Your quick guide to intermittent fasting

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Intermittent fasting has the health community buzzing. It claims to be a game-changer, but what does it involve? Intermittent fasting is simply an umbrella term for meal timing schedules that cycle between fasting and non-fasting over a given period. Intermittent fasting is not a diet as such, because it does not tell you what to eat. It tells you when to eat.

Although it’s often criticised as a fad, fasting has been practised for centuries. Never before in history have people had access to food the way we do now, so fasts were very much a way of life.  Studies into its benefits and potentially harmful effects are underway.

 

The main benefits of fasting

  • May help you lose weight and belly fat without having to count calories.
  • It seems to help prevent inflammation linked with many chronic illnesses.
  • May minimise “bad” LDL cholesterol, blood triglycerides, blood sugar and insulin resistance—all risk factors for heart disease.
  • Animal studies suggest that intermittent fasting may prevent cancer.
  • Increases the brain hormone BDNF and may aid the growth of new nerve cells.

 

Potential side-effects of fasting

  • Hunger is the main side effect of intermittent fasting.
  • Low mental functioning, because of hunger–although this should get better as you get used to the system.
  • Light-headedness and low energy levels.
  • Long-term effects are still to be proven.

 

How to start with intermittent fasting

If you’re keen to try it out, here are some guidelines to get started with intermittent fasting.

1. Stay calm! Fasting is not going to go perfectly the first time around. So, if you do fall off the wagon, just try again.

2. Keep hydrated. This is good practice on the whole. Drinking enough water keeps your body operated at its highest efficiency. Remember that up to 60% of your body is water.

3. Identify personal goals. It may be to lose weight, improve overall health, or improve metabolic health. A person’s ultimate goal will help them determine the next steps.

4. Choose a method. It’s best to stick with one fasting method for a month or longer before trying another. It can take a little time to start showing effects, so don’t give up too soon. There are many different ways of doing intermittent fasting, and it can be tailored to fit your lifestyle:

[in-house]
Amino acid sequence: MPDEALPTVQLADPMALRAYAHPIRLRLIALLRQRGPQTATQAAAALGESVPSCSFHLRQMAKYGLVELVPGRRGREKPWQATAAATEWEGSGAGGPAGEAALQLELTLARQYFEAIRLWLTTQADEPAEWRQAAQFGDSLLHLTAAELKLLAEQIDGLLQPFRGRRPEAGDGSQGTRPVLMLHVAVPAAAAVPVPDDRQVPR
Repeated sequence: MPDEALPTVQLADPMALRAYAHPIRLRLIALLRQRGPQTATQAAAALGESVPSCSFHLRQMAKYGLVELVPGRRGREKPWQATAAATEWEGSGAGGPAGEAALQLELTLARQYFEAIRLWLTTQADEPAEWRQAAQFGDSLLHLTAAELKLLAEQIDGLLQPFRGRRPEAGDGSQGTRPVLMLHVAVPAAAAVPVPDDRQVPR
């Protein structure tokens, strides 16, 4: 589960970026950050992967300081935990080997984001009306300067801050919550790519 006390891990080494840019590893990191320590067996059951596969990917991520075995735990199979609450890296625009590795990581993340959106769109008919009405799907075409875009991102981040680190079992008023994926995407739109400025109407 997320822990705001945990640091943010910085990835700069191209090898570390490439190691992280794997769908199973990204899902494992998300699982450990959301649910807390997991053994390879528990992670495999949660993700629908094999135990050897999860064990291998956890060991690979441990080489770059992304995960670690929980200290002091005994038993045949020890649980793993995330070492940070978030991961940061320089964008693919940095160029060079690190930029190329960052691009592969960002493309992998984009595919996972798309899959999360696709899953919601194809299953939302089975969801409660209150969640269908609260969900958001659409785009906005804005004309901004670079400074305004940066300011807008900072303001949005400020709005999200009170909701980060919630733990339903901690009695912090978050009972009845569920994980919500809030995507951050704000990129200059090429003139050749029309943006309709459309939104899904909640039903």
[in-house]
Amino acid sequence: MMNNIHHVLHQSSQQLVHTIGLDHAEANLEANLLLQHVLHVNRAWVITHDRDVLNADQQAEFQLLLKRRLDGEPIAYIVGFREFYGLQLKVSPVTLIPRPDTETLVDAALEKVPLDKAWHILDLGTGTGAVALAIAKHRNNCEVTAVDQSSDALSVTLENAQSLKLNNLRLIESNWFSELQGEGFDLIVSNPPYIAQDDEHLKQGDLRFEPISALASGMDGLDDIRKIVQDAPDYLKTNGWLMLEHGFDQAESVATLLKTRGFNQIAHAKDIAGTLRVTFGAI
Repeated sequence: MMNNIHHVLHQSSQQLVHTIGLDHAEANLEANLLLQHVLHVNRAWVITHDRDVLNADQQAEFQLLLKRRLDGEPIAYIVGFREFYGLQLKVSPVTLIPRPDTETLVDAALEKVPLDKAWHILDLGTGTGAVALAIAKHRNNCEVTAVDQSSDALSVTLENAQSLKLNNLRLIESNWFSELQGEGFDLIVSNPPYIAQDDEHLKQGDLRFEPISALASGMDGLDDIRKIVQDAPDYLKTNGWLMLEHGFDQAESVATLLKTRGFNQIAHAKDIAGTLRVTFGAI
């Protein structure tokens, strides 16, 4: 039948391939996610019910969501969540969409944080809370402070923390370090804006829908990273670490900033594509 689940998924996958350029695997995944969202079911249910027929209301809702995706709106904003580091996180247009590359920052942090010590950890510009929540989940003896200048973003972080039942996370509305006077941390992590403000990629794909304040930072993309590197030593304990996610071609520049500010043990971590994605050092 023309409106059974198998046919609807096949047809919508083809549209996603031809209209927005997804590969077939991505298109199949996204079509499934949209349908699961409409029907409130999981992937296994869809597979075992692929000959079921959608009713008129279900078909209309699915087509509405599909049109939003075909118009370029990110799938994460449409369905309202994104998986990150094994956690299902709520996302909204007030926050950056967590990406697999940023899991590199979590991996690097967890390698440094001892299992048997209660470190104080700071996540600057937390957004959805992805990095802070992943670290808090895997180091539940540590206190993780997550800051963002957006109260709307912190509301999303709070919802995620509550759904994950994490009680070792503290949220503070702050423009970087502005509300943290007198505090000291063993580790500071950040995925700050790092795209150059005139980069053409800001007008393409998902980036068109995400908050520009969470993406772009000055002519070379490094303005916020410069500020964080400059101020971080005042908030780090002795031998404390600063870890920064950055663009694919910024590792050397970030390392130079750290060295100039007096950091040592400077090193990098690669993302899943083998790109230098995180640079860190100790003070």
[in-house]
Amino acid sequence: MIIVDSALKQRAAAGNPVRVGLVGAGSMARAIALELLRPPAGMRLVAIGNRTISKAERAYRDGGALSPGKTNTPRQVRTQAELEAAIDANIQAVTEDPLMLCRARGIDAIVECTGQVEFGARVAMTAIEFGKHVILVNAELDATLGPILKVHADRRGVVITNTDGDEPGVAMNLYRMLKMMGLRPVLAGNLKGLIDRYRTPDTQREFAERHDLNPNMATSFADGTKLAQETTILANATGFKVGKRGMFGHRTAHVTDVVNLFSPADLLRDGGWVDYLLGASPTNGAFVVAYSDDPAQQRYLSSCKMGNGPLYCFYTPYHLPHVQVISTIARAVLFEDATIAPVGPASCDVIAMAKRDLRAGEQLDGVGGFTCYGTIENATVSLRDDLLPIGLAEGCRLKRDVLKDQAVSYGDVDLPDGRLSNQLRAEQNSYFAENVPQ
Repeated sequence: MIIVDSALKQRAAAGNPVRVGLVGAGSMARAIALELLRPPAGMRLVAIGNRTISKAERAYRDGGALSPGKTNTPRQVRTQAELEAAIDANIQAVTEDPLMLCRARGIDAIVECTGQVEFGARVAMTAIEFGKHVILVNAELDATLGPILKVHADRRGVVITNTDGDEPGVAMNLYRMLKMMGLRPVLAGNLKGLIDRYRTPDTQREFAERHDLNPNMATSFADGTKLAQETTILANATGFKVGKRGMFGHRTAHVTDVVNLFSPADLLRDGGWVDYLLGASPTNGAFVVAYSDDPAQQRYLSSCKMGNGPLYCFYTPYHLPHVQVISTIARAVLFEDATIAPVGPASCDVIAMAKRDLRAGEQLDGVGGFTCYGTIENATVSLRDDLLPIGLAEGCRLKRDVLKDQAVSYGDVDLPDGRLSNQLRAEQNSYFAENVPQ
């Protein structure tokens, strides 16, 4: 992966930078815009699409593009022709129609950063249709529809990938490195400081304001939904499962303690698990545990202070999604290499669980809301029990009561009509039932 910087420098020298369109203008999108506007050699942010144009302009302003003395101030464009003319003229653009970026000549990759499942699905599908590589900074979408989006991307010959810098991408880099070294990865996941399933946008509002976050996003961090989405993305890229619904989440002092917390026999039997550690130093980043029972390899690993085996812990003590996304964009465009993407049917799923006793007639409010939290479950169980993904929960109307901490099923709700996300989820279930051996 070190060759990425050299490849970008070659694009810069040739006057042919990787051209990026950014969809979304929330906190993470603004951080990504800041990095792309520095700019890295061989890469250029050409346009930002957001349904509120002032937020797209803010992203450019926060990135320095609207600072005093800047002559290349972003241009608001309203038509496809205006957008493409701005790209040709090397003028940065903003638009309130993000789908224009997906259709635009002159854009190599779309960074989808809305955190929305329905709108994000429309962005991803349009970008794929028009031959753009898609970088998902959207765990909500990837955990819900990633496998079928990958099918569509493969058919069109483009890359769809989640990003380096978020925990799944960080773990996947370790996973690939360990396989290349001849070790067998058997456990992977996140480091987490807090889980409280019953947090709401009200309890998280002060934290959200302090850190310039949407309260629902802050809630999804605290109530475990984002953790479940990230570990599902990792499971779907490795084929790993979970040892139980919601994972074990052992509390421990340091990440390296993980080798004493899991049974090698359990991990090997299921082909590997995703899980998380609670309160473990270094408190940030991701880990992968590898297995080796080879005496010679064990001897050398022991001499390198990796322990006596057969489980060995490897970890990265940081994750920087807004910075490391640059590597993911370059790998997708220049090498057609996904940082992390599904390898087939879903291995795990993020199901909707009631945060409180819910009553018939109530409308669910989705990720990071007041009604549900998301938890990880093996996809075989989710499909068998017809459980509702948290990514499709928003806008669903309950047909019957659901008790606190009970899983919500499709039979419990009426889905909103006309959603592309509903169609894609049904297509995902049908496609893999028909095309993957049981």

The 16/8 method (Leangains Protocol)

By far the most popular and possibly the easiest to stick to. You fast for 16 hours (drinking water and herbal tea, but not eating) and then have an 8-hour eating window, also known as your ‘feasting’ hours.

Eat-stop-eat

This entails fasting for 24 hours once or twice a week.

The 5:2 diet

You only consume 500-600 calories on two days of the week (not back-to-back), but eat normally the other five days.

5. Figure out your caloric needs. There are no dietary restrictions when fasting, but this does not mean that calories do not count. It’s important to eat enough so that you are not running on empty, but if you are looking to lose weight, you need to create a calorie deficit – around 200 – 400 calories less than you would normally eat.

6. Figure out a meal plan. Meal planning has many benefits. You can plan your intake in advance, so you are sure you have what you need when it comes to cooking and snacking. Planning also means that when it comes to your “feast” hours, you have your food ready so you don’t binge.

7. Make the calories count. Not all calories are the same. Although these fasting methods do not set restrictions on how many calories a person should eat when fasting, it is essential to consider the nutritional value of the food. In general, you should aim for nutrient-dense food or food with a high number of nutrients per calorie. You don’t have to abandon junk food entirely, but practise moderation and focus on more healthy options to gain the most benefits.

 

Intermittent fasting is not for everyone. If you are underweight or have a history of eating disorders, you should consult a health professional first. People taking medications that require food, women who are pregnant or trying to conceive, children and teenagers should probably not fast either. Above all, stay healthy!